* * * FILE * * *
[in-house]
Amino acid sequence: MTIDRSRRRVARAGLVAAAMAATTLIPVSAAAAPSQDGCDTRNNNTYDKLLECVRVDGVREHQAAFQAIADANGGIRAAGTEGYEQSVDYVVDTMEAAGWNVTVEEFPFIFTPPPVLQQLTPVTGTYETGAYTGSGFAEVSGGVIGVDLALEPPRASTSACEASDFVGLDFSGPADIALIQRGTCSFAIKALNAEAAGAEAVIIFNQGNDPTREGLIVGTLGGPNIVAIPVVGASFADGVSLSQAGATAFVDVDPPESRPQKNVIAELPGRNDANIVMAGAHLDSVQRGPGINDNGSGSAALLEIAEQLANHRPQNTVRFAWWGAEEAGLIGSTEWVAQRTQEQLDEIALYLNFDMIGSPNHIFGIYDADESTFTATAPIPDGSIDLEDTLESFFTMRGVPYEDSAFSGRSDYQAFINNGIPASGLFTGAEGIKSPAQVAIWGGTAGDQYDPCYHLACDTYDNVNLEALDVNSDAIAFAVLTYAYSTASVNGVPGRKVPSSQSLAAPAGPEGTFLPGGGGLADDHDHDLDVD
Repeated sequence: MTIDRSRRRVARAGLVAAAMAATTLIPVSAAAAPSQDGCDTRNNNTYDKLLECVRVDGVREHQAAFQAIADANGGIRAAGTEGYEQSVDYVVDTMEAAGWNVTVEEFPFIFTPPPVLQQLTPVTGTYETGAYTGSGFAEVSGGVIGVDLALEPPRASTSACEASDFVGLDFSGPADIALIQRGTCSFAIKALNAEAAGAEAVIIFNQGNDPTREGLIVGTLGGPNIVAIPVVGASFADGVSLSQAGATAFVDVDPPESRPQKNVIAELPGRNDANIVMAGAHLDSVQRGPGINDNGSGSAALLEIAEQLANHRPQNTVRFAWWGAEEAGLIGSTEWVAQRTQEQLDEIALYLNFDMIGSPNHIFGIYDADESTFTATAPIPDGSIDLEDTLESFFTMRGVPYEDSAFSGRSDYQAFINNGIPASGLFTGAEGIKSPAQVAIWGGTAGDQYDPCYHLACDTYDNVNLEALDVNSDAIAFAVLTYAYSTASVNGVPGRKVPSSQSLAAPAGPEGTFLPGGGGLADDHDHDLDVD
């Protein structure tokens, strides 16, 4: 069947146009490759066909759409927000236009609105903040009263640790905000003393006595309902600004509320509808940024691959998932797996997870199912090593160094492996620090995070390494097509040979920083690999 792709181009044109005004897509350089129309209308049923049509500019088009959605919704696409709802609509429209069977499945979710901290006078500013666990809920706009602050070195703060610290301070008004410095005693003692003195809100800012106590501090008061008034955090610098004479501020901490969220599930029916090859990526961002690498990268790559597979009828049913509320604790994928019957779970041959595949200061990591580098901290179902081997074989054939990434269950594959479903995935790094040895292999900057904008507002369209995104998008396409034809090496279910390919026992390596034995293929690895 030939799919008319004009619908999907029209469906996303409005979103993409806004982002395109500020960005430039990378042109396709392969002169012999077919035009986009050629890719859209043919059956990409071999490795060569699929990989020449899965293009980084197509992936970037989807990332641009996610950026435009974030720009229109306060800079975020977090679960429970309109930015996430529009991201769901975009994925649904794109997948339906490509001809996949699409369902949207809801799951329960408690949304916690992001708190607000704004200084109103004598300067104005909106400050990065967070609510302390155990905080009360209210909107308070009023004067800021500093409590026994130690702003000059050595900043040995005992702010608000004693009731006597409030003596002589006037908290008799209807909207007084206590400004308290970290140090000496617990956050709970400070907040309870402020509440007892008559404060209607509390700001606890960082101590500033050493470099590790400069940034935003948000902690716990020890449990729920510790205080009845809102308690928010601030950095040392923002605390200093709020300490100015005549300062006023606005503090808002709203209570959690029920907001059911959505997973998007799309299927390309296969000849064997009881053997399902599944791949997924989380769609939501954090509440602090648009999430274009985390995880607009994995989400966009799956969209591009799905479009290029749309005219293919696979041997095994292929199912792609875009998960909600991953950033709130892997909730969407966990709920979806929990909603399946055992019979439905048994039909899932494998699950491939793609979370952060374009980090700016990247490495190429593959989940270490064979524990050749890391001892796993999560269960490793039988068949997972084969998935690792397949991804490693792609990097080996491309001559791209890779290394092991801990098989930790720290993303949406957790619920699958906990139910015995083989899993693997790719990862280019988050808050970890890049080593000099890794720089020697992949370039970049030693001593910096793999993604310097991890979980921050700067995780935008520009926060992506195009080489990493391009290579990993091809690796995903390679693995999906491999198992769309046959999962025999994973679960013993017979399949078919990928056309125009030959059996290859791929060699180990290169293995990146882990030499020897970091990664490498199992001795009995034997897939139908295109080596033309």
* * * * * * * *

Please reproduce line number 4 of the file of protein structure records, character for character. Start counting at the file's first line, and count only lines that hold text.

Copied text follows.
């Protein structure tokens, strides 16, 4: 069947146009490759066909759409927000236009609105903040009263640790905000003393006595309902600004509320509808940024691959998932797996997870199912090593160094492996620090995070390494097509040979920083690999 792709181009044109005004897509350089129309209308049923049509500019088009959605919704696409709802609509429209069977499945979710901290006078500013666990809920706009602050070195703060610290301070008004410095005693003692003195809100800012106590501090008061008034955090610098004479501020901490969220599930029916090859990526961002690498990268790559597979009828049913509320604790994928019957779970041959595949200061990591580098901290179902081997074989054939990434269950594959479903995935790094040895292999900057904008507002369209995104998008396409034809090496279910390919026992390596034995293929690895 030939799919008319004009619908999907029209469906996303409005979103993409806004982002395109500020960005430039990378042109396709392969002169012999077919035009986009050629890719859209043919059956990409071999490795060569699929990989020449899965293009980084197509992936970037989807990332641009996610950026435009974030720009229109306060800079975020977090679960429970309109930015996430529009991201769901975009994925649904794109997948339906490509001809996949699409369902949207809801799951329960408690949304916690992001708190607000704004200084109103004598300067104005909106400050990065967070609510302390155990905080009360209210909107308070009023004067800021500093409590026994130690702003000059050595900043040995005992702010608000004693009731006597409030003596002589006037908290008799209807909207007084206590400004308290970290140090000496617990956050709970400070907040309870402020509440007892008559404060209607509390700001606890960082101590500033050493470099590790400069940034935003948000902690716990020890449990729920510790205080009845809102308690928010601030950095040392923002605390200093709020300490100015005549300062006023606005503090808002709203209570959690029920907001059911959505997973998007799309299927390309296969000849064997009881053997399902599944791949997924989380769609939501954090509440602090648009999430274009985390995880607009994995989400966009799956969209591009799905479009290029749309005219293919696979041997095994292929199912792609875009998960909600991953950033709130892997909730969407966990709920979806929990909603399946055992019979439905048994039909899932494998699950491939793609979370952060374009980090700016990247490495190429593959989940270490064979524990050749890391001892796993999560269960490793039988068949997972084969998935690792397949991804490693792609990097080996491309001559791209890779290394092991801990098989930790720290993303949406957790619920699958906990139910015995083989899993693997790719990862280019988050808050970890890049080593000099890794720089020697992949370039970049030693001593910096793999993604310097991890979980921050700067995780935008520009926060992506195009080489990493391009290579990993091809690796995903390679693995999906491999198992769309046959999962025999994973679960013993017979399949078919990928056309125009030959059996290859791929060699180990290169293995990146882990030499020897970091990664490498199992001795009995034997897939139908295109080596033309």